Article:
China has started to call Tibet “Xizang” instead of Tibet for several reasons.
First, China wants to assert its sovereignty and legitimacy over Tibet, which it claims as an integral part of its territory and history. China argues that the term Xizang, which means “western Tsang” in Chinese, reflects the historical and administrative reality of the region, which was divided into U-Tsang, Amdo and Kham by the Tibetans themselves. China also contends that the term Tibet, which derives from the Mongolian word Tubet, is a foreign imposition that does not represent the diversity and complexity of the region.
Second, China wants to counter the international recognition and sympathy for the Tibetan cause, which is led by the Dalai Lama and his followers. China accuses the Dalai Lama of being a separatist who seeks to split Tibet from China and establish an independent state. China also blames the Dalai Lama for instigating unrest and violence in Tibet since the late 1980s. China hopes that by using the term Xizang, it can undermine the Dalai Lama’s influence and credibility, and isolate him from the international community.
Third, China wants to erase the cultural and religious identity of the Tibetan people, who have been suffering under China’s repressive policies and violations for decades. China has imposed strict controls and restrictions on the Tibetan language, religion, education and expression, and has encouraged the migration and assimilation of Han Chinese into Tibet. China has also destroyed or damaged many Tibetan monasteries, temples and artifacts, and has interfered with the succession of the Dalai Lama. China hopes that by using the term Xizang, it can diminish the distinctiveness and uniqueness of the Tibetan culture and heritage.
These are some of the possible reasons China has started to call Tibet Xizang instead of Tibet.
Khedroob Thondup is a former member of the Tibetan parliament in exile.
Palauan President Surangel Whipps Jr in a letter to an unnamed US senator on Feb. 9 said that China has offered to “fill every hotel room,” in Palau, “and more if more are built” if the small island nation were to break ties with Taiwan. The letter further claims that China offered US$20 million per year for the creation of a “call center” in Palau, a nation whose economy relies heavily on tourism. It is more evidence that for China, tourism is an economic tool for its political gain. Cleo Paskal, a senior fellow at the Foundation for Defense of Democracies, posted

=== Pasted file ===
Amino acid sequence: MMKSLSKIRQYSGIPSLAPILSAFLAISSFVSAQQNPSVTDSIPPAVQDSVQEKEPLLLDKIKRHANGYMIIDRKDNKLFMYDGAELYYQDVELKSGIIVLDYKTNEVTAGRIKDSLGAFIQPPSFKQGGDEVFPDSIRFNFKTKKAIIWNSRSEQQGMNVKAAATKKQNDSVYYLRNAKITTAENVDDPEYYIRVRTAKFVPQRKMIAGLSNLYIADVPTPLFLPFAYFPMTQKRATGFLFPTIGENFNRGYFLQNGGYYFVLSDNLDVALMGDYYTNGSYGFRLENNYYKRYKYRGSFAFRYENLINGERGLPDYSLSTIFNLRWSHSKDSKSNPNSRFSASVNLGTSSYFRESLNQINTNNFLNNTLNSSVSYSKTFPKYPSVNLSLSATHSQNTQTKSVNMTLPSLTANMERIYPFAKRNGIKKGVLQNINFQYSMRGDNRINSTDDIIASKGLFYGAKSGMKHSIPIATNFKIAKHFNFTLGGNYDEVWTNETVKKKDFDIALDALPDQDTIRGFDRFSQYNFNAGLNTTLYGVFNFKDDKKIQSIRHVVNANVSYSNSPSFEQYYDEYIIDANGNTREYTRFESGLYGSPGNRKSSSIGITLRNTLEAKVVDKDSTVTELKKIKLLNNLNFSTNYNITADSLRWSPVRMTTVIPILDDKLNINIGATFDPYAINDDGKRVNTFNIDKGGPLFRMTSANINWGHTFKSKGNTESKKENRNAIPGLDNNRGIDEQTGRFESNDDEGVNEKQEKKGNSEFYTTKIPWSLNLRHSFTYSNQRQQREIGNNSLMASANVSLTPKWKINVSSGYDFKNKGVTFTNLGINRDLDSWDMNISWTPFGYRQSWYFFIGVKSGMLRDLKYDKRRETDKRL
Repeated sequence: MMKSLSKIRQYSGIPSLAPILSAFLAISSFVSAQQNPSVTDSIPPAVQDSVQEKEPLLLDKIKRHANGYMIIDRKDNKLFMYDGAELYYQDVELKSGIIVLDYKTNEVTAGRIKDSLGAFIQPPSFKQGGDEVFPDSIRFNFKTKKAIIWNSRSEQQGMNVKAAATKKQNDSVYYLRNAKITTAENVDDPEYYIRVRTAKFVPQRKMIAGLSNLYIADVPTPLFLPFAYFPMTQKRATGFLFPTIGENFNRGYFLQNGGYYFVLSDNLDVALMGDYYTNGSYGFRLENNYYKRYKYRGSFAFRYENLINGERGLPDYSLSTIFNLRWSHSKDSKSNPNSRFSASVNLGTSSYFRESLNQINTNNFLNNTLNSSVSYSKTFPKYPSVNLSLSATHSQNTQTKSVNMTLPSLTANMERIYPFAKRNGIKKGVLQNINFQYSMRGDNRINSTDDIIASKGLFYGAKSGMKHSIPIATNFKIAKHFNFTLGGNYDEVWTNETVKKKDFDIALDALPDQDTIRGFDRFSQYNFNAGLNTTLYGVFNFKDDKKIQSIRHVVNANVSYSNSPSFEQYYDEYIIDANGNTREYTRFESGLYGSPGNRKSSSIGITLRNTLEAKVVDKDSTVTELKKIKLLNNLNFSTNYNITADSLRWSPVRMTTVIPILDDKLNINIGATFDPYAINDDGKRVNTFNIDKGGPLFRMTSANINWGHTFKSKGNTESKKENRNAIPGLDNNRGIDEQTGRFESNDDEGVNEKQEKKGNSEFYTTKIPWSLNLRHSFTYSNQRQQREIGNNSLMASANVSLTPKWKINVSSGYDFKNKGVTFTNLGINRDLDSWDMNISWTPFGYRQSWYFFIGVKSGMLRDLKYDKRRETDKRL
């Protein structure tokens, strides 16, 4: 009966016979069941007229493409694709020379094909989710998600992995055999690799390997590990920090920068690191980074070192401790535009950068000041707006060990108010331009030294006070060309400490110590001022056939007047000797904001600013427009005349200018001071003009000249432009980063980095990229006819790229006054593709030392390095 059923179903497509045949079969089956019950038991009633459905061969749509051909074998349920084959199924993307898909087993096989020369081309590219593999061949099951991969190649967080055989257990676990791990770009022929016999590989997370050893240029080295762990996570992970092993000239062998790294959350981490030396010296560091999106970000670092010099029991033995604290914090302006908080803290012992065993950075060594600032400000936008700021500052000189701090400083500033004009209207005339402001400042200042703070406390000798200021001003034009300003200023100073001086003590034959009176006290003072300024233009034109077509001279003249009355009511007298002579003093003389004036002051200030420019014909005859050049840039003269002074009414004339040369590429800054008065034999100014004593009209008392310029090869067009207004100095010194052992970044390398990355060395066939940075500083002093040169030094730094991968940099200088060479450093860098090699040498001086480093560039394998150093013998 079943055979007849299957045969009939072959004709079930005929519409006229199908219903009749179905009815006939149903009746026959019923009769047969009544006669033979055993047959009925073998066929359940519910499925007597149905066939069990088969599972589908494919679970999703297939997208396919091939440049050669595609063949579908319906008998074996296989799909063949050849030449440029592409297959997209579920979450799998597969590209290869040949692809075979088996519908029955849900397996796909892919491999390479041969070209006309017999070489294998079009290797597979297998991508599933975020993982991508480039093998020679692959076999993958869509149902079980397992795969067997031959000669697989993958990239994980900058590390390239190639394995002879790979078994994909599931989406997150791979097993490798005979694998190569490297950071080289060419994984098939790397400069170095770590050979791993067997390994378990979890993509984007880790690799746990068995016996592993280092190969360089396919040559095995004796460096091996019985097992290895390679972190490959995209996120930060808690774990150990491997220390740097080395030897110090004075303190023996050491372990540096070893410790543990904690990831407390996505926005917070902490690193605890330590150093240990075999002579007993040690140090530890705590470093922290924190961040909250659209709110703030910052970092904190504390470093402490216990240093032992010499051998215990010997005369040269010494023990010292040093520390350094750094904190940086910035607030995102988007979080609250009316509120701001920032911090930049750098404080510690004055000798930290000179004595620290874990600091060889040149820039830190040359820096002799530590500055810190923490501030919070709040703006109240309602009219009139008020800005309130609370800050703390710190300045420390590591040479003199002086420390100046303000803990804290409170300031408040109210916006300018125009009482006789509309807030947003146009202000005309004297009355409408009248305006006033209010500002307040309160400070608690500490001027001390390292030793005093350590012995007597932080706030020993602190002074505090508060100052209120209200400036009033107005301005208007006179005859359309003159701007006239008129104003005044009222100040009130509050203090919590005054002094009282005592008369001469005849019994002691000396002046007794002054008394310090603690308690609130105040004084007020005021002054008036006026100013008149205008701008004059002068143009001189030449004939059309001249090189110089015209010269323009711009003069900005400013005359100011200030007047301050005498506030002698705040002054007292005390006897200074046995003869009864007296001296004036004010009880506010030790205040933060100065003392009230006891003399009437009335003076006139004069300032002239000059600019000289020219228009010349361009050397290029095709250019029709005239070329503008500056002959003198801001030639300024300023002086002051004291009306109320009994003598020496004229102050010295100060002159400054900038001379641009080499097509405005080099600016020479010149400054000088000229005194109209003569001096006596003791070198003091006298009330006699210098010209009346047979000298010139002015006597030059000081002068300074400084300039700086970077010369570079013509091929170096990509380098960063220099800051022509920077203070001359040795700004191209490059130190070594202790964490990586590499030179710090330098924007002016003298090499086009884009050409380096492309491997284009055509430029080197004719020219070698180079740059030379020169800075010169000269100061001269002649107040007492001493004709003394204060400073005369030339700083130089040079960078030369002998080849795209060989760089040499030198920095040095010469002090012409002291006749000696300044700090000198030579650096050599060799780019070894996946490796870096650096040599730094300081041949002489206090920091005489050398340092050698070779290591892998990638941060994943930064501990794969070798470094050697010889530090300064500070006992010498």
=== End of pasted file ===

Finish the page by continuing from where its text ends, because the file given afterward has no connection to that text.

Due to enduring the Kafkaesque situation of having two accidents in 30 minutes, one involving an accident with an ambulance, I would like to share my personal experience. Both cases show the loopholes of Taiwanese law, which is a driving factor for the terrible traffic conditions in the nation. I was driving my scooter on the main road in Taoyuan’s Yangmei District (楊梅). Despite there being no cars behind me, a young man in an old car made a sudden left turn and I bumped into his vehicle. At first, the man tried to run away, but was blocked by other
It has been a year since China relaxed the “zero COVID-19” measures that had been stifling economic activity, but the country has yet to experience the rebound that policymakers and pundits anticipated. Instead, economic indicators from last year have painted a disheartening picture. The fallout from the massive property developer Evergrande’s 2021 collapse is far from over, and the sector continues to struggle, even after the Chinese government relaxed purchasing restrictions in cities like Guangzhou and Shanghai. China’s financial health has also declined as local government debt has snowballed, leading Moody’s to downgrade the country’s credit outlook in December last year.
Beijing’s diplomatic offensive highlighted by Lin Tzu-Yao (林子堯) and Cathy Fang in a recent op-ed (“Beijing’s new diplomatic offensive,” Feb. 7, page 8) is nothing new, as were the authors’ unwarranted smears on Taiwan’s major opposition party. They peculiarly meshed together a wide array of talking points to try to put an innocent face on president-elect William Lai (賴清德), concealed behind the Democratic Progressive Party’s (DPP) failure to manage cross-strait relations and ties with diplomatic allies. They also attempted to discredit anyone who dares to oppose the DPP’s imagination-based politics. It was most unfortunate that the authors deliberately misconstrued parts of Taiwanese